J-P Nurmi

Qt Quick Controls for Embedded

Published Tuesday March 31st, 2015
25 Comments on Qt Quick Controls for Embedded
Posted in Qt Quick Controls

Qt Quick Controls are a set of styled UI controls to conveniently build user interfaces in QML. The first release of Qt Quick Controls was included in Qt 5.1 and targeted desktop platforms. Subsequent releases have also vastly improved the support for mobile platforms.

Qt Quick Controls are not only offered for convenience, but also act as an example to vendors wanting to create their own UI control sets. Unlike specialized control sets for a defined target platform, Qt Quick Controls have a broad scope from desktop to mobile and embedded. This has led to a flexible, but somewhat complex design.

When targeting embedded hardware with limited resources, we would like to offer better performance than what the current set of Qt Quick Controls provide. Over the past months, we have spent a great deal of time researching, profiling, and discussing alternative approaches. We would like our customers to enjoy the convenience of Qt Quick Controls everywhere without a significant performance impact.

We now have a promising prototype up and running, so we thought it would be a good time to share the status. We have posted a little sneak preview showing the new controls in action. Please notice that the visual appearance is not final.

The following sections highlight some of the ideas that together helped to achieve a remarkable performance boost.

QML vs. C++

In many cases, the internal state of a control can be more efficiently processed in C++. For example, handling input events in C++ makes a difference for controls that would otherwise need to create internal MouseAreas and attached Keys objects. By doing all the heavy-lifting in C++, the visual QML layer could be implemented using simple and efficient declarative bindings.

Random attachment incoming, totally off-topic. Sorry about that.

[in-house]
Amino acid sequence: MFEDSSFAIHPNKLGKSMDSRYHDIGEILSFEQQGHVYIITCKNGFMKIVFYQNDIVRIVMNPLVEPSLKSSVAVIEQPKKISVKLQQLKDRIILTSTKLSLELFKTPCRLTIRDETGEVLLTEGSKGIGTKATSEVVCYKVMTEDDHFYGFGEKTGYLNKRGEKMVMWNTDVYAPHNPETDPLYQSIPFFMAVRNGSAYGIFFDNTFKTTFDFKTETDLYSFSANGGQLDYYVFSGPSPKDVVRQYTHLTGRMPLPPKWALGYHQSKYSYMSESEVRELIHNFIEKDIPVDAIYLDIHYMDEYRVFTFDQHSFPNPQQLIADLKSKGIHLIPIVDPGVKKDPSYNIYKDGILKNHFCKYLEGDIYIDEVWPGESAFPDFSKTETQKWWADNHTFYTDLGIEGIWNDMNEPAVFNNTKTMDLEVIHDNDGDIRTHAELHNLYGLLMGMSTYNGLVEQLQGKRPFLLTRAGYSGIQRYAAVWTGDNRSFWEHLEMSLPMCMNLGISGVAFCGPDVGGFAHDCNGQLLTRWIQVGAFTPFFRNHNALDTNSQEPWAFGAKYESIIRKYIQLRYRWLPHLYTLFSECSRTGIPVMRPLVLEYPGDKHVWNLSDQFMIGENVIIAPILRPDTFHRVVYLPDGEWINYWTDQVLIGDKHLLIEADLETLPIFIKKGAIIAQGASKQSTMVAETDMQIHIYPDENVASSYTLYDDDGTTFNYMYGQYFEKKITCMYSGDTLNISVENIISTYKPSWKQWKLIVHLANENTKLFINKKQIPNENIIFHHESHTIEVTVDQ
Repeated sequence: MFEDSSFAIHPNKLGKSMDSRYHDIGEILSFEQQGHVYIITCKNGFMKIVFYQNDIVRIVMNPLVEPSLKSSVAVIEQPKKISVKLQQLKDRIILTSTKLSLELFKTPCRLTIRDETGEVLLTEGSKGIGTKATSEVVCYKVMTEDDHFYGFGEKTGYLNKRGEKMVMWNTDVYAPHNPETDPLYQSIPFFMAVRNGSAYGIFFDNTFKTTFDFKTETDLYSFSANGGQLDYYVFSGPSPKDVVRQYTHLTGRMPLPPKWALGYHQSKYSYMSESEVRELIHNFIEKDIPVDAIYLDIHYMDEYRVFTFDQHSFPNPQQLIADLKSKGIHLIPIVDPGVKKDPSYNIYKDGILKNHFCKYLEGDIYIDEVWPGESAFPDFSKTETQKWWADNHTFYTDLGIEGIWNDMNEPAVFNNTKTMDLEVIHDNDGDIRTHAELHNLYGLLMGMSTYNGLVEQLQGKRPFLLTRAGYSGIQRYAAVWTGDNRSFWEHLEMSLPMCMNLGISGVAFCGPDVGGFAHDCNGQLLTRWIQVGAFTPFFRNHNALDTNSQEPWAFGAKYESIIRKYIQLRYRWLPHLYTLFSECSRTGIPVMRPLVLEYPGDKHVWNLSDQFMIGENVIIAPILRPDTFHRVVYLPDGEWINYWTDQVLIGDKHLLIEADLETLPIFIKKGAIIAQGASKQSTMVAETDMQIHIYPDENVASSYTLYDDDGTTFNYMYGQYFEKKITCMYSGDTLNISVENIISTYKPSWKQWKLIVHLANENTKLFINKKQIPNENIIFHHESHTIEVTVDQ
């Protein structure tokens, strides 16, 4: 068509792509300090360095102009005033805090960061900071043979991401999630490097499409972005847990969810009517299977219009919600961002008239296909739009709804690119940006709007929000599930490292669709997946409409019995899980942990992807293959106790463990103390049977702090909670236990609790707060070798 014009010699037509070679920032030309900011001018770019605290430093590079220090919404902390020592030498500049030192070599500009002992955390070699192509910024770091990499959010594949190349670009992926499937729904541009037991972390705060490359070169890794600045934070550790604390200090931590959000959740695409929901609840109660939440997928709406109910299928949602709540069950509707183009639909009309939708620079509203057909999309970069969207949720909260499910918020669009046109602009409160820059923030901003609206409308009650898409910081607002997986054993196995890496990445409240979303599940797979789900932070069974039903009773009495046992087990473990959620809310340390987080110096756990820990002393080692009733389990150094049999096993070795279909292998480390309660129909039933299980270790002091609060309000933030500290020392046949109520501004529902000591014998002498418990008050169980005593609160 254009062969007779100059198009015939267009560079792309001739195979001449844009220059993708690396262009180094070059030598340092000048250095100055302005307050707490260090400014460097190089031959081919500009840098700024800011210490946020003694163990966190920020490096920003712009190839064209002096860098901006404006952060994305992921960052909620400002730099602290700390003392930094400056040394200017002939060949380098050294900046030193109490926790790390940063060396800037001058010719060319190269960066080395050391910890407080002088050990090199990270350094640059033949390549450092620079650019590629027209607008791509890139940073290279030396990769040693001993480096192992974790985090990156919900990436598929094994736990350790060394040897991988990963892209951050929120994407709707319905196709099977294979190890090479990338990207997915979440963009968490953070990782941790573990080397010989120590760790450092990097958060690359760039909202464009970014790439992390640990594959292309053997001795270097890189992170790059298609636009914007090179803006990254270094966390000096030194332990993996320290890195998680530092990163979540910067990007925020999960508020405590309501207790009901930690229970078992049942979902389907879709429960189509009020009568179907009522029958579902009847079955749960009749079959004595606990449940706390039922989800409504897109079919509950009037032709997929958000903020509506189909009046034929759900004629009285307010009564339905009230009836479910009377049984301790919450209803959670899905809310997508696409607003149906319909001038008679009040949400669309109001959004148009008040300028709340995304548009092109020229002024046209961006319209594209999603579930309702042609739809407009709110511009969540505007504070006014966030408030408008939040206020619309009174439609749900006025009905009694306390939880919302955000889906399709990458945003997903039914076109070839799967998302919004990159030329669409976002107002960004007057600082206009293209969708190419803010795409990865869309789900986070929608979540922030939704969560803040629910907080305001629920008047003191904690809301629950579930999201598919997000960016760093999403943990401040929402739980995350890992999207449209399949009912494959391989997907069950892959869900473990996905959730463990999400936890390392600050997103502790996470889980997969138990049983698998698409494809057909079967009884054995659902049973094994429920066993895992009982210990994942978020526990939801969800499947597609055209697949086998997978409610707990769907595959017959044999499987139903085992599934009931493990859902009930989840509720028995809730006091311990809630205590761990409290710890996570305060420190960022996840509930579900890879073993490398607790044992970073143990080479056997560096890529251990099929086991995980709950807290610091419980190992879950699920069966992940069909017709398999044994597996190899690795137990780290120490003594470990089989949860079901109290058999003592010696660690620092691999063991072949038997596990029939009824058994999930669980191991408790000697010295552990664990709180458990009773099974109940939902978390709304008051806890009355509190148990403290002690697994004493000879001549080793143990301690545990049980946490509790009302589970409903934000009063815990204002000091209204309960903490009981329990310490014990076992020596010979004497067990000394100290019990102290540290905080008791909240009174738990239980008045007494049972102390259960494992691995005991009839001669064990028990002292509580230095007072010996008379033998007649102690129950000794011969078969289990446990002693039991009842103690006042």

The following charts present creation times of various Qt Quick Controls compared to what we have now in the works.

qqc-i7-1

qqc-rpi-1

As you can see, on a device like RPi, one still cannot create too many controls per frame when aiming for 60 FPS scrolling. We are clearly headed the right direction, though. :)

Styles

The new controls are spiced up with a customizable, light-weight and platform independent Qt style that performs well on devices with limited resources. The concept of styling is changing in a way that styles no longer provide components that are dynamically instantiated by controls, but controls themselves consist of delegates that can be replaced without dynamic instantiation. Style objects on the other hand have become simple sets of styling attributes. In order to brand an application, changing the color scheme is a matter of setting a few properties that are automatically inherited by the hierarchy of children.

Keep things simple

When it comes to more complex compound controls, it is sometimes better to provide the sub-controls as separate building blocks. As an example, we consider replacing the complex ScrollView control by simple ScrollBar/Indicator controls that can be attached to any Flickable:

ScrollView {
    horizontalScrollBarPolicy: Qt.ScrollBarAlwaysOff
    Flickable {
        ...
    }
}

// vs.

Flickable {
    ...
    ScrollBar.vertical: ScrollBar { }
}

Maybe not entirely fair to compare these two approaches, but here’s the gain of the oversimplification in numbers:

qqc-i7-2

qqc-rpi-2

Wrap up